So I recently made a game in 30 days for an indie game competition. Here’s the game page (with screenshots and download, etc): Symbiote
Today, I want to talk about the player animations in Symbiote. One of my main goals with the game was to have really solid and fluid animations for the player. I think that I’ve mostly succeeded.
This short video shows the gameplay in symbiote and the final look of the animations in-game.
The original plan was to use traditional hand-drawn animation. That approach, however, would have taken me the entire month just to do the animations– and maybe longer. So instead I went with modular animation or “puppet animation”. This technique is A LOT faster (I was able to get all the base animations done in a single day).
This is the sheet of pieces that I used for the player character:
I used Spriter Pro to put the pieces together and create the base animations. This is what the base idle pose looks like when put together in Spriter, using the pieces from the above image:
Now, Spriter has a huge amount of really cool features: bones, kinetic animation, etc. I didn’t use them.
Coming from a background in traditional animation, I wanted total control over the pieces. Instead of using bones, I positioned each keyframe manually. Most of the time, Spriter’s tweening functions did a great job smoothing the animation between my hand-made keyframes. Occasionally I would tweak the in-betweens (particularly for the more complex animations, like the attacks).
This is how the idle animation came out:
It looks really smooth, and I love the subtle squash-and-stretch effect (which I use often in my animation to give a stronger sense of weight). Of course, the problems with modular animation are evident: the joints connect awkwardly (and in the case of the shoulder, don’t connect at all).
There are some solutions for this that work within the modular animation approach: for example, drawing rounded shoulders or individual pieces for the joints themselves. These solutions would work for some types of animations, but I knew that I would need a huge variety of animations — and ones that made heavy use of squash-and-stretch techniques, and that would require me to create a lot of different versions of each body part: I felt that at that point, the time commitment wouldn’t be much different than animating in the old fashioned way.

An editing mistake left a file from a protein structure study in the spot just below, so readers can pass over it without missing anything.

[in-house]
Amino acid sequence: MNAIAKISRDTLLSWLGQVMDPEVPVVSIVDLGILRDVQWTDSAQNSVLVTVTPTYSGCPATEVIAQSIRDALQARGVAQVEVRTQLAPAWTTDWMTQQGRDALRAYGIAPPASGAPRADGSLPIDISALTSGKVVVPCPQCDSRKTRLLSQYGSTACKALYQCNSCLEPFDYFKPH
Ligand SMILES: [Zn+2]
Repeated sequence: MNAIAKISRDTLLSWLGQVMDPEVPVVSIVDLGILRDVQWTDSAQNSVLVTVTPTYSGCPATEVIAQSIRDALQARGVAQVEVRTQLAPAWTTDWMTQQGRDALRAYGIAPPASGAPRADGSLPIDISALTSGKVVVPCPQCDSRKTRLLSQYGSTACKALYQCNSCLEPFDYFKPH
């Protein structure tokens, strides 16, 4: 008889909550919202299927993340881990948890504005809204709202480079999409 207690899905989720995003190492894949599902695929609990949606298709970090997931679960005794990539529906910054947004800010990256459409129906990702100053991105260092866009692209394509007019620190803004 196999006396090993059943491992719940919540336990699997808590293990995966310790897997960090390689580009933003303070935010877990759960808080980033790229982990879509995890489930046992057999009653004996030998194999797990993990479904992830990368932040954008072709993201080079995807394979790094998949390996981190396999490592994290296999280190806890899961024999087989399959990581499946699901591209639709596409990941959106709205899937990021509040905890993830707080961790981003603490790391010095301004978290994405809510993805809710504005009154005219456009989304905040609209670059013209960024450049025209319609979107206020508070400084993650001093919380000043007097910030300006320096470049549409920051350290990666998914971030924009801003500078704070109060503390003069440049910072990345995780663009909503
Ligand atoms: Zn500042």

The running animation had similar problems:
Beautifully bouncy and full of character, but those joints look painful.
There were also other problems: notice the blank areas underneath the hair. I thought about changing the hair pieces themselves to have a red “base” which would serve as the back of the head, but that limited some of the ways I wanted the hair to move in other animations. Creating a simple red “back of head” layer could have worked, but at that point I knew that I planned to manually clean up the animation anyway.
I used these “puppet versions” of the animations for prototyping the game, and for the majority of the development process. They functioned just fine in-game.
Towards the end of development, when all the programming was finished and the level designs were implemented, it was time to dive into polishing the graphics. So I took each frame of the player’s base puppet animations, popped them into photoshop, and went at them with my wacom pen:
You can see some jittery evidence where I manually edited the frames: the shoulders, elbows and knees were the areas of the biggest concern.
The jittery line on the hip betrays the haste with which I went through this process (there were a lot of frames, after all)– but the classic artist’s trick hides these problems: the original images are all HUGE and they downscale for the game itself. The images you see on this page are downscaled from the working size, and they’re still about twice as large as the in-game sprite.
And the run animation:
Overall, I only spent two and a half of my development days on the hero’s animations. Half a day turning my concept art into useable sprite pieces, one day making all my base puppet animations in spriter, and one day fine-tuning each animation in photoshop.
With more time, I’d smooth the animations even further (for example, the way she turns her head in the run animation above seems kind of choppy compared to the rest of the animation)– but those details likely wouldn’t even be noticed in this project. Again, that magical downscaling trick hides any problems with the animations.
I’m really happy with the end result. The modular approach to animation saved me a HUGE amount of time, and going in to manually clean up the sprites ended up giving them that traditional-animation feel that I love so much. The blend of the techniques worked really well, and I think that I’ve succeeded when it comes to my goal of solid-yet-fluid animations for Symbiote‘s player character.
In future projects, when I’m not on such a strict deadline, I imagine that I can come up with some really cool stuff.
Thanks for reading. :)